The Lordly Hudson: Collected Poems
by Paul Goodman
When a man writes of himself as a hero, the question is whether he can write heroically. It takes enormous force of temperament, the pressure of an enormously spirited life, to make poems that can fulfill the condition. The poems of a prophet may be biographically interesting as his private letters are interesting, or they may provide him with an escape into wish fulfillment, an outlet for overflow vanity or self-projection. Paul Goodman has labored long as a prophet, a peculiarly concrete type of prophet. He has wanted to turn the dwellers on Manhattan Island facing outward; he has wanted to turn the intolerable not into the ideal, but into the tolerable. He has loved and honored his capital city and suffered over its waste and dishonor; he has equated the best and worst he knows of himself with the best and worst possible for his fellow countrymen.
It is this that gives his poems their fascination: this inseparability of private and public experience, the person and the prophet totally intermingled, so that in his collected poems the richest contemporary themes and the oldest individual experiences stream together: celebrations of sexuality, natural beauty, and communal feeling; pain and fatigue of solitary rebellion; delight in self and body, and self disgust; private desire and passionately jealous love of country; arrogance in singularity and misery in intellectual loneliness; almost every mood of a proud, romantic, unresigned human animal born into the American urban wilderness. It is a big collection, and infuriatingly uneven. There are a lot of occasional poems, for instance, which stand up, if at all, only as parts of the whole: poems which could singly be quoted to support charges of rhetoricism, circumstantially; or humorless monomania. Still, and this is the health and chastening temper of the book, as many others could be quoted back to show that the hero-prophet sees himself in the glass with full awareness of the risks of the heroic posture, not least its self-hypnosis; e.g., the three Henry Hudson poems, or the “Ballad of David and Michael.” The range and pulse of Goodman’s talent is particularly observable in the range of erotic poetry, the painful groping simplicity of “Low Tide”; the satirical and bawdy “Commerce (After the Manner of Wordsworth)”; The Bélli-like Colloquial broadness of the Anacreon sequence, the wry, “Because I Love You, Walking With You.” There are small Lawrentian poems of close physical observation, like “A Daisy” or “Chameleons.” Like Lawrence, Goodman is maddening if you try to call him to your own account and require that he please you everywhere; you are forced to swallow poems you may dislike intensely because they are inseparable from the shameless, generous, insatiable spirit that breathes itself into poems like “Shiva,” “The Weepers’ Tower in Amsterdam,” “In Lydia,” the stunningly direct “If I Only Knew the Truth, I Swear I Would Act on It—” or the poem entitled “Long Lines.”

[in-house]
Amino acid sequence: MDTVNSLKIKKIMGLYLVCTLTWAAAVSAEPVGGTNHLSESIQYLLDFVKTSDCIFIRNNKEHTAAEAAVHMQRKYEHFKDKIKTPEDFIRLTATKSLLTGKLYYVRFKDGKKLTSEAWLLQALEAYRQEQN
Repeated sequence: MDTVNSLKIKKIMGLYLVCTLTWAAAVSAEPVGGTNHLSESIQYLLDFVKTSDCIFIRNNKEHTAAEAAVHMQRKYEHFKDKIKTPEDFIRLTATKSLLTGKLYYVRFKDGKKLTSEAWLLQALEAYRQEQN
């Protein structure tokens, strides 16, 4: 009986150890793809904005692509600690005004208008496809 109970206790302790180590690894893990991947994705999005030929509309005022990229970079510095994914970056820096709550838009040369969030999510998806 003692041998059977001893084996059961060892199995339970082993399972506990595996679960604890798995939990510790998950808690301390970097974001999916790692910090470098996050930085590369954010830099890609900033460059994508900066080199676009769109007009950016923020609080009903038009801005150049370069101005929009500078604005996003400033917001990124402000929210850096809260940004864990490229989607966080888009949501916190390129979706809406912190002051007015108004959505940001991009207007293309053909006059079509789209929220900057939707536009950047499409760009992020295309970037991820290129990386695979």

The prophet hero believes that what has been touched or known by him has, implicitly, significance: in this lie the risks and the power of his poetry. If in certain cases one is left feeling that Goodman has allowed his deeply informed insights to remain half-formed as poems, or that his act of experiencing has swallowed up the act of converting experience into poetic substance, one must sometimes settle for this if one chooses for this kind of poet. There are few anthology poems, few individual poems to set up as models; yet the entire work is exemplary in that it forces most recent poetry, of whatever camp, to stand up and answer the charge of temperamental thinness. At its best, his diction is not rhetorical but flexible, swift-moving, calling to mind Thoreau’s remark that poetry is nothing but healthy speech. He moves between a foundation of metre (and has written brilliantly un-hidebound sonnets and even ballades with colloquial ease) and a sure accentual verse as in the “Sentences for Mathew Ready,” and many of the shorter poems. The present in which he so fiercely lives is possessed of genuine, as opposed to emulative tradition; one gladly finds no modish invocations to Blake and Rimbaud but a personal (and therefore poetically energizing0 sense of classic antiquity (as His “Danae” or the Anacoreaon poems) and he has a kind of instinctual connection with the profound past: instead of admiring the primitive he seems almost to have been there:
Fiercer than the desire of the eyes
is the rage of punctuality of flowers
that when May breathes, blooming crease by crease
tremble open to the most space
delicately, as they have been trained
almost since when the air was on fire.
or, in “Absalom”:
In the roomy oak among the translucent leaves
fluttering and the coins of light in motion
where nesting sparrows chirrup in commotion
and hop about in fright and a voice grieves
—what is this golden moss that interweaves
the branches like an unaccustomed snare
dismaying birds and gleaming brilliantly?
Is it not human hair in the oak tree?”
Goodman’s book has a social and personal wholeness: its spirit is heroic as Thoreau and Whitman and Hart Crane are heroic. His own poem “Great” sets the dimensions:
Bright was June but suddenly
our agile shadows vanished
hid or were kidnapped away,
we were confronted by no shadows.
Immediately felt the thunderbolt
I had a leaping shadow,
it rained. In what peculiar conditions
we men and women soberly live on!
The day is periodic with a night
willy-nilly dragged across the sky.
They say I used to live as a larva
in a salt sea in the belly of a beast.
When first the rocky crust of this hot globe
hardened, rain fell down from a dark cloud
hundreds of years in lightning-lurid sheets
and filled up the Atlantic Ocean—Son!
surely this was great! We call a man
great when he is like the olden times,
the fifty-mile-long stormcloud and its rain
great, peculiar, whether we will or no.